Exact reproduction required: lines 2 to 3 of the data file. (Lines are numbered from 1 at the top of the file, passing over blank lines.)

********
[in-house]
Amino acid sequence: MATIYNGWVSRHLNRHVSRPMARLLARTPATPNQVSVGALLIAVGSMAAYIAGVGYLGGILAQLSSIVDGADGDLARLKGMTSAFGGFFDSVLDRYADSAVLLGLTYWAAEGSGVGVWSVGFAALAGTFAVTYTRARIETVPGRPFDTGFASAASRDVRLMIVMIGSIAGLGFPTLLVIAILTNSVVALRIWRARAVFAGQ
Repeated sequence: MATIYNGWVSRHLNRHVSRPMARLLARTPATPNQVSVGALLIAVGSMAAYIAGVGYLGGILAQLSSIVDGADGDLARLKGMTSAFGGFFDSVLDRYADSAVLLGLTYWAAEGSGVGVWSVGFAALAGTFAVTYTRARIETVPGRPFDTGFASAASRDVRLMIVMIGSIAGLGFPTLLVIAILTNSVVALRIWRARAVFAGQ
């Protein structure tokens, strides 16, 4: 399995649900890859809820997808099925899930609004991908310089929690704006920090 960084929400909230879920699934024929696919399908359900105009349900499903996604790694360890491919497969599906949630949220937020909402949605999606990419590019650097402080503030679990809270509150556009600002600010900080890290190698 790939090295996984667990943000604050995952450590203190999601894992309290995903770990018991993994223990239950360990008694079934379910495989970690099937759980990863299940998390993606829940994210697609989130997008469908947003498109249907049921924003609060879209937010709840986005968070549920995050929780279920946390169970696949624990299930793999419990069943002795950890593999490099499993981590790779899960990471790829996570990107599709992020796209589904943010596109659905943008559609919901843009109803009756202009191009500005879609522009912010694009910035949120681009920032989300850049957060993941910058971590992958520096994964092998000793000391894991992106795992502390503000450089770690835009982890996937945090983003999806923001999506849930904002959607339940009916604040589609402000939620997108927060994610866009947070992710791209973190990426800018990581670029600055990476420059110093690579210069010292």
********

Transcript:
Amino acid sequence: MATIYNGWVSRHLNRHVSRPMARLLARTPATPNQVSVGALLIAVGSMAAYIAGVGYLGGILAQLSSIVDGADGDLARLKGMTSAFGGFFDSVLDRYADSAVLLGLTYWAAEGSGVGVWSVGFAALAGTFAVTYTRARIETVPGRPFDTGFASAASRDVRLMIVMIGSIAGLGFPTLLVIAILTNSVVALRIWRARAVFAGQ
Repeated sequence: MATIYNGWVSRHLNRHVSRPMARLLARTPATPNQVSVGALLIAVGSMAAYIAGVGYLGGILAQLSSIVDGADGDLARLKGMTSAFGGFFDSVLDRYADSAVLLGLTYWAAEGSGVGVWSVGFAALAGTFAVTYTRARIETVPGRPFDTGFASAASRDVRLMIVMIGSIAGLGFPTLLVIAILTNSVVALRIWRARAVFAGQ